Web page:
Sunset at Lousi,
The temple of Artemis the Tamer,
Protectress of herds.
Below the edge of the hill, invisible,
The quick, bright bells of sheep traverse northward,
And a grumbling laugh from their shepherd.
Then, at the same slope,
West end of the temple, short edge of the rectangle,
A golden eagle rises into sight,
Just before us – you could throw a rock –, finds a thermal,
Holds, regards the temple,
Rises, wheels to the west, ending
A dark speck against pale orange
At the last edge of sight.
Huntress and the scourge of hunters, she
Turned Actaeon to a stag, her beast, and sent
His own hounds to tear him to pieces.
Orion, whom she loved, she shot to prove her aim,
Tricked by her jealous brother, Apollo,
Then placed his belt and club among the stars.
Adonia, the Aloadae, Agamemnon,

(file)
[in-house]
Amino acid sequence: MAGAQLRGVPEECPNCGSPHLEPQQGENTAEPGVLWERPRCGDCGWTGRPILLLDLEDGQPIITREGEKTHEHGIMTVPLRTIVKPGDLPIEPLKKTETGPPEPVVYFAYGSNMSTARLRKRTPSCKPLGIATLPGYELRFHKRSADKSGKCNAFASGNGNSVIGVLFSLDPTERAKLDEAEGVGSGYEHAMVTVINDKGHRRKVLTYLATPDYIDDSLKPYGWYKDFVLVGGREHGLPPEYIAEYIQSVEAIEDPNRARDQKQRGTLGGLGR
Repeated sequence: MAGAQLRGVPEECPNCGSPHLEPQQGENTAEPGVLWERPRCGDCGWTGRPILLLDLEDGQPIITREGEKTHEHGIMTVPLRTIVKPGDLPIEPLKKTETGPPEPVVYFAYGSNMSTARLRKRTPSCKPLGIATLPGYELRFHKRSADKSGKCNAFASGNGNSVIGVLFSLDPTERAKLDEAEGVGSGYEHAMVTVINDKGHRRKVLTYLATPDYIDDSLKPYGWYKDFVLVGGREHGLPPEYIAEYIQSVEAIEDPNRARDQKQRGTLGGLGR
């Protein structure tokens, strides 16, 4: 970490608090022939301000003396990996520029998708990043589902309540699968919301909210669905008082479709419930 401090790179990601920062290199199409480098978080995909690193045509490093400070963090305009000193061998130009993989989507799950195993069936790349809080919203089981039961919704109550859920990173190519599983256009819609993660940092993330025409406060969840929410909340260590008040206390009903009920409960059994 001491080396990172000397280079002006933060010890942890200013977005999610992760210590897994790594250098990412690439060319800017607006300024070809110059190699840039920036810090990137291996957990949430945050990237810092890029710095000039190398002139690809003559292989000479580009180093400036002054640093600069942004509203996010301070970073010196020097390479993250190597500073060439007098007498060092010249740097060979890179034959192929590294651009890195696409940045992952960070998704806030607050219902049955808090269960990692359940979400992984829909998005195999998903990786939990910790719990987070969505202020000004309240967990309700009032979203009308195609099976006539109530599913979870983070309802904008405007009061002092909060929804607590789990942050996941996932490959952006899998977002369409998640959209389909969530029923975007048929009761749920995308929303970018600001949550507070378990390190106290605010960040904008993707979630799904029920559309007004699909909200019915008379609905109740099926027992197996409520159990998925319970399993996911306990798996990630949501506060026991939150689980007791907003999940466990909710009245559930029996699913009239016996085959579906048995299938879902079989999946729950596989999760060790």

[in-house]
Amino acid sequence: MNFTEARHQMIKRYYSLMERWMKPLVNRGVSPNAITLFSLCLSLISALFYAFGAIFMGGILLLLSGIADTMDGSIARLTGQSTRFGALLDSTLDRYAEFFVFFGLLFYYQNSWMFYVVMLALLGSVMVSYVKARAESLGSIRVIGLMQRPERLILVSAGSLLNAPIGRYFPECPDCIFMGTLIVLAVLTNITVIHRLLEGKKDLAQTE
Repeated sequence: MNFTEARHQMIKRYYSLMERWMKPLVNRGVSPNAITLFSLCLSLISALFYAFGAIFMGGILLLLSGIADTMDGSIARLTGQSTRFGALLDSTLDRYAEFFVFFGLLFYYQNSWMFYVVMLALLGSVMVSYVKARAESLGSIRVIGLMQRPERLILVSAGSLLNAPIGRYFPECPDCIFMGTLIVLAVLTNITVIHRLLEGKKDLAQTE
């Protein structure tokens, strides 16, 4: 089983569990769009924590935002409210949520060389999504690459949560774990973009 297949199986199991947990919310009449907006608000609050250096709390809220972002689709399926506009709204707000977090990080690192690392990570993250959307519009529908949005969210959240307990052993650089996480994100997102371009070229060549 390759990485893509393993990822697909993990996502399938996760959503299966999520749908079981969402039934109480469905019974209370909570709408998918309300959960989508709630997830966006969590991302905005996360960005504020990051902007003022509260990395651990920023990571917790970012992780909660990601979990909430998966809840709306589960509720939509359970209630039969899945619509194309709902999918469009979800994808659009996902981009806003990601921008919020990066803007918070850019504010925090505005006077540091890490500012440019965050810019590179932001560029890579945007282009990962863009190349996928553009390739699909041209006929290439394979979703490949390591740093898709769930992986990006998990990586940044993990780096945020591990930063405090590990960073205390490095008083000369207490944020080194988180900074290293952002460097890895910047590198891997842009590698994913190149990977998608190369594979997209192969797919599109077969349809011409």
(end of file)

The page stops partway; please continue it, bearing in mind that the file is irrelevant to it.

She punished for boasting they could out-hunt her,
For slaying sacred deer,
For pursuing her.
Iphigenia, Agamemnon’s daughter, she snatched from her own altar
And took for a companion,
Substituting a stag before the knife.
According to Callimachus, she took her bow and arrows
From Hephaestus. Her dogs
Were a gift from Pan, whose panic could not reach her.
Preceding the Greeks, echoing Persia’s mother of nature,
Arta, art, arte, “excellent and holy,”
As she was worshipped at Ephesus:
The many-breasted goddess.
Arktos, “bear,” her cult in Attica,
Home to young adepts called the little bears of Artemis,
Who left her to rejoin their cities as women.
Always and everywhere goddess of the forest and mountains,
Who accepted in sacrifice “a holocaust of beasts,”
Whose violence sheltered wild things and herds.
Guide in the coming of age, and always
Parthenos, the one who brings through the new gyne
And stays behind.
Twin sister of Apollo,
Who preceded him in birth,
Does she pause on the narrow, green ledges
Of Obraxos, the rock, two-thousand foot cliff
Over Aiges, the village of the goats,
And consider double-peaked Parnassus, her brother’s home,
Snowy and bare across the Gulf of Corinth?